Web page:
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Moscow Teacher Resources
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In this fiction books worksheet, students complete seven multiple choice questions about the book, "Moscow Rules." These questions contain concepts such as choosing the correct author, who published the book, when it was on the New York Times best seller list, and popularity of other books at the same time.
learners are introduced to a culturally oriented shopping excursion on the New Arbat and Old Arbat in Moscow, Russia. Follow up activities include: mapping a Metro route in Moscow, choosing and locating places to visit in and around Moscow, and developing a physical and/or character sketch of the main characters.
What does your class know about logical fallacies? They can find out quite a bit and practice identifying logical fallacies if you follow the steps and use the resources provided here! After reviewing ethos, pathos, and logos, ask small groups to play around with fallacies, finding them, rephrasing them, analyzing them, and coming up with their own. For homework, assign one of the suggested texts to each pupil to analyze in depth.
Here is a series of lessons designed for fifth graders which explores the early growth and expansion of Russia. Learners research four czars: Ivan III and IV, Peter the Great, and Catherine the Great. The research focuses on Russian culture, economy, and government before, during, and after each czar's reign. Russian folktales, and geography are also incorporated into this very fine series of lessons.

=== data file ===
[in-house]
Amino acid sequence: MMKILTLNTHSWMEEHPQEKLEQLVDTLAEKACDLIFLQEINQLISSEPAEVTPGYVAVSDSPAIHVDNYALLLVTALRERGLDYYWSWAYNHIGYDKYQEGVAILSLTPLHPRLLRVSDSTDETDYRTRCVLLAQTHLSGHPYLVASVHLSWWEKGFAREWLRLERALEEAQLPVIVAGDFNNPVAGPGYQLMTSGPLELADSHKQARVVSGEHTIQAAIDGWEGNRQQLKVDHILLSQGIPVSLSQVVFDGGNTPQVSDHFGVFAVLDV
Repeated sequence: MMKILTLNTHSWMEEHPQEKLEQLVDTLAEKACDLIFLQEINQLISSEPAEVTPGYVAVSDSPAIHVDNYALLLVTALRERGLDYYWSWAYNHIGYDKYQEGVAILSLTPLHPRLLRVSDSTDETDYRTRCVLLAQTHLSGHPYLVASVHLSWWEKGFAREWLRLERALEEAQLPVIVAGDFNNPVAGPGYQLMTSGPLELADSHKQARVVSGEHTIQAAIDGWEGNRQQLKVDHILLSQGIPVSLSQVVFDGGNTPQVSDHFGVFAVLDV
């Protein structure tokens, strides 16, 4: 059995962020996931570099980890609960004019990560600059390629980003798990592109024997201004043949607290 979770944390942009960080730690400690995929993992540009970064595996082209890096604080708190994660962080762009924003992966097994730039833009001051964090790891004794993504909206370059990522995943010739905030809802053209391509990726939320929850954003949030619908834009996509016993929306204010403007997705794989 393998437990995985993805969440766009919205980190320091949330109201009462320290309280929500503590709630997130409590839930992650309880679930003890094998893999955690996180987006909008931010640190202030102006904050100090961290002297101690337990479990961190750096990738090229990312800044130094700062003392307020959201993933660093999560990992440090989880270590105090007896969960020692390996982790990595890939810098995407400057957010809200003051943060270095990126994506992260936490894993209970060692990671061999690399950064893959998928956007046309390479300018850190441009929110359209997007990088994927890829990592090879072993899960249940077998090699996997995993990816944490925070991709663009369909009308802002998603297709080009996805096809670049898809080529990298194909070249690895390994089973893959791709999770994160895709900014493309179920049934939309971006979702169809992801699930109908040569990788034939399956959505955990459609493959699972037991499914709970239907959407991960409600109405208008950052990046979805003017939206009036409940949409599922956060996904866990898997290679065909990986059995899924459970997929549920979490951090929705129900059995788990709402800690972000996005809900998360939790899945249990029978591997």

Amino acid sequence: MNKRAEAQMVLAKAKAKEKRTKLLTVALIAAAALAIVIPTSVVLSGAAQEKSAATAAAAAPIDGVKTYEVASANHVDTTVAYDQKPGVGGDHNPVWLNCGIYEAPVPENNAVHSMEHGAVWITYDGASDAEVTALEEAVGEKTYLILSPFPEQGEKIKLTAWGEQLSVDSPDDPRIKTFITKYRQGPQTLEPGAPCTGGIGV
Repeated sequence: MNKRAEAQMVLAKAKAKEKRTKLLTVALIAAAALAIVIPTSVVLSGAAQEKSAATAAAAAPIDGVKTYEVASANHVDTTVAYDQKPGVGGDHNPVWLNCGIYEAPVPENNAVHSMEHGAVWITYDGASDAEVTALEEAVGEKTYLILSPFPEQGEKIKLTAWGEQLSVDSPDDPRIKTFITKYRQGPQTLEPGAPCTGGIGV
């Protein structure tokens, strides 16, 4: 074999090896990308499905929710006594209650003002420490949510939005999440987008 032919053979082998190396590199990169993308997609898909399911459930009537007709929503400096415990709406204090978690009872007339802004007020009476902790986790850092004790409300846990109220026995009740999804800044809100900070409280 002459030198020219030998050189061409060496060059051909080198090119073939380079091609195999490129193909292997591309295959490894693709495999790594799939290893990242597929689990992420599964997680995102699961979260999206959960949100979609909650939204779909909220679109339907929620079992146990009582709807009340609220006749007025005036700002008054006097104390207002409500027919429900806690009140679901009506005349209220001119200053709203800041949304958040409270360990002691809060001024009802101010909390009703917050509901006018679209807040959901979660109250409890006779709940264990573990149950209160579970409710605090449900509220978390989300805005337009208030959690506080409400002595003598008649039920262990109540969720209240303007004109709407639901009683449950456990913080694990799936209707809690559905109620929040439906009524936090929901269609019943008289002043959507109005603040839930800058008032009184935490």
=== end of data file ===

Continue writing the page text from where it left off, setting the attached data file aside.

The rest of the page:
Students explore the boycott of the 1980 Olympics by the United States. In this Olympic boycott lesson, students conduct research to identify the reasons behind the boycott as well as opinions regarding the boycott. Students participate in a class debate about the boycott.
Art and architecture are great ways to help define historical periods and cultural norms. Take a critical look at the art of the Byzantine period as seen under Justinian rule. Iconography, vocabulary, religious, and political concepts are depicted through the art of the time.
Third graders create a map of France. They use computers to view an "in flight" movie about Paris. They research Paris using books and the internet. Students practice using the program "Comic Life." They import illustrations for each of the Paris monuments and write captions including the history of each. Student work will be printed and put together into a book.